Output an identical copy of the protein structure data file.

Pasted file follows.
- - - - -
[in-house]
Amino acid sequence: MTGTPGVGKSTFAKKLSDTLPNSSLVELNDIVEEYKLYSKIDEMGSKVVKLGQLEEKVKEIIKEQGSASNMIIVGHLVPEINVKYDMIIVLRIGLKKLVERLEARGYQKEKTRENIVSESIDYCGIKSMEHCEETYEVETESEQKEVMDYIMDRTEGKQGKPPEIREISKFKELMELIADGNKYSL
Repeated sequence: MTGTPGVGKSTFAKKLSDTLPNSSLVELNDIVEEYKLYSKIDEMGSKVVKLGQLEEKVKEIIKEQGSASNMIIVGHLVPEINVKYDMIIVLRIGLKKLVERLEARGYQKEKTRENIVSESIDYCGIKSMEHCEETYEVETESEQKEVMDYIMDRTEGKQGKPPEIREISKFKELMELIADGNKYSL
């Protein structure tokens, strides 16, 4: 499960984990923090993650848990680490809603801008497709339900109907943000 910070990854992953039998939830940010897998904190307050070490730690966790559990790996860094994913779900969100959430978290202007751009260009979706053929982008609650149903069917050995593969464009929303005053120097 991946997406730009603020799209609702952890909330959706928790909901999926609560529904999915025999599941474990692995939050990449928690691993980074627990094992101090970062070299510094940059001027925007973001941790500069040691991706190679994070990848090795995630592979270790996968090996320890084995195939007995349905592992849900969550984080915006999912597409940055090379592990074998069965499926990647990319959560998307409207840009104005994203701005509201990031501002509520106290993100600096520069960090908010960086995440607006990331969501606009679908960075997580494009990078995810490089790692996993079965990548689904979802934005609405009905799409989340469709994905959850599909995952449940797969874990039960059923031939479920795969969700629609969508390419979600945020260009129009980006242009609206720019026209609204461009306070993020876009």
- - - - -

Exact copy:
[in-house]
Amino acid sequence: MTGTPGVGKSTFAKKLSDTLPNSSLVELNDIVEEYKLYSKIDEMGSKVVKLGQLEEKVKEIIKEQGSASNMIIVGHLVPEINVKYDMIIVLRIGLKKLVERLEARGYQKEKTRENIVSESIDYCGIKSMEHCEETYEVETESEQKEVMDYIMDRTEGKQGKPPEIREISKFKELMELIADGNKYSL
Repeated sequence: MTGTPGVGKSTFAKKLSDTLPNSSLVELNDIVEEYKLYSKIDEMGSKVVKLGQLEEKVKEIIKEQGSASNMIIVGHLVPEINVKYDMIIVLRIGLKKLVERLEARGYQKEKTRENIVSESIDYCGIKSMEHCEETYEVETESEQKEVMDYIMDRTEGKQGKPPEIREISKFKELMELIADGNKYSL
């Protein structure tokens, strides 16, 4: 499960984990923090993650848990680490809603801008497709339900109907943000 910070990854992953039998939830940010897998904190307050070490730690966790559990790996860094994913779900969100959430978290202007751009260009979706053929982008609650149903069917050995593969464009929303005053120097 991946997406730009603020799209609702952890909330959706928790909901999926609560529904999915025999599941474990692995939050990449928690691993980074627990094992101090970062070299510094940059001027925007973001941790500069040691991706190679994070990848090795995630592979270790996968090996320890084995195939007995349905592992849900969550984080915006999912597409940055090379592990074998069965499926990647990319959560998307409207840009104005994203701005509201990031501002509520106290993100600096520069960090908010960086995440607006990331969501606009679908960075997580494009990078995810490089790692996993079965990548689904979802934005609405009905799409989340469709994905959850599909995952449940797969874990039960059923031939479920795969969700629609969508390419979600945020260009129009980006242009609206720019026209609204461009306070993020876009």